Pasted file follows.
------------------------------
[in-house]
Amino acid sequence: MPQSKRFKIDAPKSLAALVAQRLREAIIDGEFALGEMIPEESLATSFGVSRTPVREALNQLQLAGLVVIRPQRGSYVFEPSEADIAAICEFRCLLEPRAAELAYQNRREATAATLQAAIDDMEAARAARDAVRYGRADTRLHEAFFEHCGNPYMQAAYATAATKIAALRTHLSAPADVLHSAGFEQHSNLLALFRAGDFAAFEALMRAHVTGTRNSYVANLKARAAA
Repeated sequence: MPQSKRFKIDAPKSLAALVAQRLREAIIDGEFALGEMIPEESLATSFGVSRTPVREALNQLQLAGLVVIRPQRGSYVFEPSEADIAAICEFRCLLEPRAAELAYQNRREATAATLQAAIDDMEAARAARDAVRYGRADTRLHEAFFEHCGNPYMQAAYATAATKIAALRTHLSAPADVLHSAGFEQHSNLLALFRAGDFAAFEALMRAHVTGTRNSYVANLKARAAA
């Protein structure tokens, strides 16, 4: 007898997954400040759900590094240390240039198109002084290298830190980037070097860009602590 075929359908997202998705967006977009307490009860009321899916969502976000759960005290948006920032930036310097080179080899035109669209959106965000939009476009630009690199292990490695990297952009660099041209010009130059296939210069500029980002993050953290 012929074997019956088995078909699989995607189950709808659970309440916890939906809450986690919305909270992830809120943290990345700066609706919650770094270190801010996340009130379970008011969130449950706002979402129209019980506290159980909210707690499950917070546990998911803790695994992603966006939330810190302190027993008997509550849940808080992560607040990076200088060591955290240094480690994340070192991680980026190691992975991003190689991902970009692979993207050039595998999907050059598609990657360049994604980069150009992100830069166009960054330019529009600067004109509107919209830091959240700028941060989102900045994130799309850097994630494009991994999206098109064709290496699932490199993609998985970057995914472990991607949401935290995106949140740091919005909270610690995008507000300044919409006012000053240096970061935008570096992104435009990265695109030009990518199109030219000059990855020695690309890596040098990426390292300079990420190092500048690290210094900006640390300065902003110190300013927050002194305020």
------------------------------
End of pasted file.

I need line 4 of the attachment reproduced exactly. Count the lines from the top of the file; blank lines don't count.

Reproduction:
């Protein structure tokens, strides 16, 4: 007898997954400040759900590094240390240039198109002084290298830190980037070097860009602590 075929359908997202998705967006977009307490009860009321899916969502976000759960005290948006920032930036310097080179080899035109669209959106965000939009476009630009690199292990490695990297952009660099041209010009130059296939210069500029980002993050953290 012929074997019956088995078909699989995607189950709808659970309440916890939906809450986690919305909270992830809120943290990345700066609706919650770094270190801010996340009130379970008011969130449950706002979402129209019980506290159980909210707690499950917070546990998911803790695994992603966006939330810190302190027993008997509550849940808080992560607040990076200088060591955290240094480690994340070192991680980026190691992975991003190689991902970009692979993207050039595998999907050059598609990657360049994604980069150009992100830069166009960054330019529009600067004109509107919209830091959240700028941060989102900045994130799309850097994630494009991994999206098109064709290496699932490199993609998985970057995914472990991607949401935290995106949140740091919005909270610690995008507000300044919409006012000053240096970061935008570096992104435009990265695109030009990518199109030219000059990855020695690309890596040098990426390292300079990420190092500048690290210094900006640390300065902003110190300013927050002194305020």